It is important to note that there may be circumstances where there are no supplementary measures that will ensure an appropriate level of data protection, and in these circumstances the transfer should not be made, or where it is already being made it should be suspended or terminated (and any data already transferred should be returned or destroyed).
    1. Procedural steps for adopting supplementary measures: You should take any formal procedural steps that are necessary to adopt the supplementary measures. For example, the supplementary measures must not reduce the protections afforded in the SCCs, and where they modify or contradict the terms of the SCCs, they must be approved by a supervisory authority (the ICO in the UK).
    2. Re-evaluate at appropriate intervals: You should re-evaluate at appropriate intervals the level of data protection afforded to the data you have transferred, including monitoring developments in the third country to identify any changes that might impact on your initial risk assessment.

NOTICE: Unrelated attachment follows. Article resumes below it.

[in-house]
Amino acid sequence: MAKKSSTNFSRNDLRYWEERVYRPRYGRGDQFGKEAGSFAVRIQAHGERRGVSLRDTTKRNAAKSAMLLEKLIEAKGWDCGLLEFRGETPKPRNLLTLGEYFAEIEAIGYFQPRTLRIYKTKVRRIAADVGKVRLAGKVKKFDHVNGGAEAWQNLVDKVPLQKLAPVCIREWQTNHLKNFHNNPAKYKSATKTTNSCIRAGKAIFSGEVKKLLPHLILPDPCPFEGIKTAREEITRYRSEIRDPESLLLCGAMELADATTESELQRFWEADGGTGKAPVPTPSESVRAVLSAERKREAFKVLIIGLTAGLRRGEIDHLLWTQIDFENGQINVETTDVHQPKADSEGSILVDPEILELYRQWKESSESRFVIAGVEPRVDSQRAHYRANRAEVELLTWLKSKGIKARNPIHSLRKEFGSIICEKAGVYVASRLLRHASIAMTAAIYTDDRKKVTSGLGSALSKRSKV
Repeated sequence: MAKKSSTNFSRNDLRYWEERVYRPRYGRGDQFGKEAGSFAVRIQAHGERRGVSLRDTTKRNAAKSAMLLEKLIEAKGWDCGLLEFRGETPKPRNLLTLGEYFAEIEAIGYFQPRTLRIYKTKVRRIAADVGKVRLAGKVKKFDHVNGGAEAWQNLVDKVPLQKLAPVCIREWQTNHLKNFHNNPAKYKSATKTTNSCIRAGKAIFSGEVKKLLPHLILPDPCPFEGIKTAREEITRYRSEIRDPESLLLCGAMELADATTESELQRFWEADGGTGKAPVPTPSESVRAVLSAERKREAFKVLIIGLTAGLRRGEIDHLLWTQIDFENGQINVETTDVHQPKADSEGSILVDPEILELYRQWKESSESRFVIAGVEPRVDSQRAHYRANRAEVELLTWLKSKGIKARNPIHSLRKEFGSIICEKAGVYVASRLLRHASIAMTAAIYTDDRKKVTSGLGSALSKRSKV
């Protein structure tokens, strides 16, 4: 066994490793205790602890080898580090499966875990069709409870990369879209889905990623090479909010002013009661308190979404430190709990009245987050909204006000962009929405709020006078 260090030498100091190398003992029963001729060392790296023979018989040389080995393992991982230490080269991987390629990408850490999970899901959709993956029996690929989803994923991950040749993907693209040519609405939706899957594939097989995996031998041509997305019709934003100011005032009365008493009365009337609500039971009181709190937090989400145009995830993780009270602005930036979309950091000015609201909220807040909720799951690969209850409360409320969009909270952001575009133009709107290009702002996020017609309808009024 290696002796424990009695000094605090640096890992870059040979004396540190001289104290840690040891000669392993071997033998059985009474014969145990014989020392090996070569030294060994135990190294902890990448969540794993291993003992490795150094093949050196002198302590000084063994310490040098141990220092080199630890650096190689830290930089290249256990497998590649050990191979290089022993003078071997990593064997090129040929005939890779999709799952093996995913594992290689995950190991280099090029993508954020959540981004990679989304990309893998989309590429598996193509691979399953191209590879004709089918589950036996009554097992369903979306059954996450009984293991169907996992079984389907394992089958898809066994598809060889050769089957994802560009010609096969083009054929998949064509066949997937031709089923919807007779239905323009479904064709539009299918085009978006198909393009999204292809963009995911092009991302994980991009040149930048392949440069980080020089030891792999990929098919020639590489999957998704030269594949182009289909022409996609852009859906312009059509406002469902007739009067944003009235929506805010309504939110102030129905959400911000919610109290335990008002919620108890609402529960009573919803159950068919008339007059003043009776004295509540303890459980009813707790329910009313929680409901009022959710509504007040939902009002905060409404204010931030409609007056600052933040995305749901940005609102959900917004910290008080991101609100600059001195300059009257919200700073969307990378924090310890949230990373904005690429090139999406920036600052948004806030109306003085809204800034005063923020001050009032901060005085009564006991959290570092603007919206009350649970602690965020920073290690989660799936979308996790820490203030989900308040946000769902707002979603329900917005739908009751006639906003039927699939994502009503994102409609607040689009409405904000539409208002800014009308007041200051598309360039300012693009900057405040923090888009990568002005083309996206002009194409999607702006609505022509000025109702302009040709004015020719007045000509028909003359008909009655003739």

4. Adtech: ICO’s investigation

On 22 January, the ICO issued a statement confirming the resumption of its investigation into real time bidding (“RTB”) and the adtech industry, which was paused in May 2020 to allow the ICO to prioritise activities responding to the COVID-19 pandemic. RTB is the process through which a website publisher auctions off advertising space on their website to advertisers that want to target the particular audience who will visit that site. This allows the ads that people are shown on a website to be specifically selected for them. This process often involves hundreds of companies, and is completed in a matter of milliseconds.